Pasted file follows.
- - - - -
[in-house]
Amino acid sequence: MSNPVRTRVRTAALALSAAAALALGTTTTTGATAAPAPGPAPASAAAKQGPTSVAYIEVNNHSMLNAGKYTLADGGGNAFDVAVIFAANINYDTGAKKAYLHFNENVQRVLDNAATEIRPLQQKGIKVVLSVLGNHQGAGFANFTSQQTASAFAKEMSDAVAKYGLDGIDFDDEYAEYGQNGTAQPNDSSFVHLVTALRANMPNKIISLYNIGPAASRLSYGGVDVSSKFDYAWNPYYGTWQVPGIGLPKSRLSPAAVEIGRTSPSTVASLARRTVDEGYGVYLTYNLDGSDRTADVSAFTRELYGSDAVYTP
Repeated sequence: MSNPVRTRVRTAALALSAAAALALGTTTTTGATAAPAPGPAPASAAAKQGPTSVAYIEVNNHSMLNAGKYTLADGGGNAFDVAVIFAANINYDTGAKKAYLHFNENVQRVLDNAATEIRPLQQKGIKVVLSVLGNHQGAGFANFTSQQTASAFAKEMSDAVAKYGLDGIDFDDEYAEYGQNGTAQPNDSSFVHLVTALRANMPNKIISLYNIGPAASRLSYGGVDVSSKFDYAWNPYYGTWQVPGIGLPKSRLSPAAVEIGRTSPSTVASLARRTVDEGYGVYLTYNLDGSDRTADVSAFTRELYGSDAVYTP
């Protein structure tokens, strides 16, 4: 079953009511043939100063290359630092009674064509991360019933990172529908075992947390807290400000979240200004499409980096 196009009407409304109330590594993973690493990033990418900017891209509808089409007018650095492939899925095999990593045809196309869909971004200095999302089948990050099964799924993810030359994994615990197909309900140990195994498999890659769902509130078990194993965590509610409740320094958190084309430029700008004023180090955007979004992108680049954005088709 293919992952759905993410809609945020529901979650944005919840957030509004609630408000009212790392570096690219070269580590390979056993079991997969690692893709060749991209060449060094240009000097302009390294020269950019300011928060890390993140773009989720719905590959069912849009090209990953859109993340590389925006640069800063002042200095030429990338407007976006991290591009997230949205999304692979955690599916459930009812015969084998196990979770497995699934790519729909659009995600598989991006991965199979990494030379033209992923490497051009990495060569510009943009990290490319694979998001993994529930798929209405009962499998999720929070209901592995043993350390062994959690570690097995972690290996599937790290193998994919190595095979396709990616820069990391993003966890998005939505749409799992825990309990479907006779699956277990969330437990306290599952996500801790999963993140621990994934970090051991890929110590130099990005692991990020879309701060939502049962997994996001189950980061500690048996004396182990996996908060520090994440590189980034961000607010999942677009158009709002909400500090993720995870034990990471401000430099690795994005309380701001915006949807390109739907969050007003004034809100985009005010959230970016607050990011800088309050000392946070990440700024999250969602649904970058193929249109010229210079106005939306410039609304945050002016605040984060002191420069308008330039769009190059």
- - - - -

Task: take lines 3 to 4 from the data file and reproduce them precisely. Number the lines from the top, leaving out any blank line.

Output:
Repeated sequence: MSNPVRTRVRTAALALSAAAALALGTTTTTGATAAPAPGPAPASAAAKQGPTSVAYIEVNNHSMLNAGKYTLADGGGNAFDVAVIFAANINYDTGAKKAYLHFNENVQRVLDNAATEIRPLQQKGIKVVLSVLGNHQGAGFANFTSQQTASAFAKEMSDAVAKYGLDGIDFDDEYAEYGQNGTAQPNDSSFVHLVTALRANMPNKIISLYNIGPAASRLSYGGVDVSSKFDYAWNPYYGTWQVPGIGLPKSRLSPAAVEIGRTSPSTVASLARRTVDEGYGVYLTYNLDGSDRTADVSAFTRELYGSDAVYTP
């Protein structure tokens, strides 16, 4: 079953009511043939100063290359630092009674064509991360019933990172529908075992947390807290400000979240200004499409980096 196009009407409304109330590594993973690493990033990418900017891209509808089409007018650095492939899925095999990593045809196309869909971004200095999302089948990050099964799924993810030359994994615990197909309900140990195994498999890659769902509130078990194993965590509610409740320094958190084309430029700008004023180090955007979004992108680049954005088709 293919992952759905993410809609945020529901979650944005919840957030509004609630408000009212790392570096690219070269580590390979056993079991997969690692893709060749991209060449060094240009000097302009390294020269950019300011928060890390993140773009989720719905590959069912849009090209990953859109993340590389925006640069800063002042200095030429990338407007976006991290591009997230949205999304692979955690599916459930009812015969084998196990979770497995699934790519729909659009995600598989991006991965199979990494030379033209992923490497051009990495060569510009943009990290490319694979998001993994529930798929209405009962499998999720929070209901592995043993350390062994959690570690097995972690290996599937790290193998994919190595095979396709990616820069990391993003966890998005939505749409799992825990309990479907006779699956277990969330437990306290599952996500801790999963993140621990994934970090051991890929110590130099990005692991990020879309701060939502049962997994996001189950980061500690048996004396182990996996908060520090994440590189980034961000607010999942677009158009709002909400500090993720995870034990990471401000430099690795994005309380701001915006949807390109739907969050007003004034809100985009005010959230970016607050990011800088309050000392946070990440700024999250969602649904970058193929249109010229210079106005939306410039609304945050002016605040984060002191420069308008330039769009190059």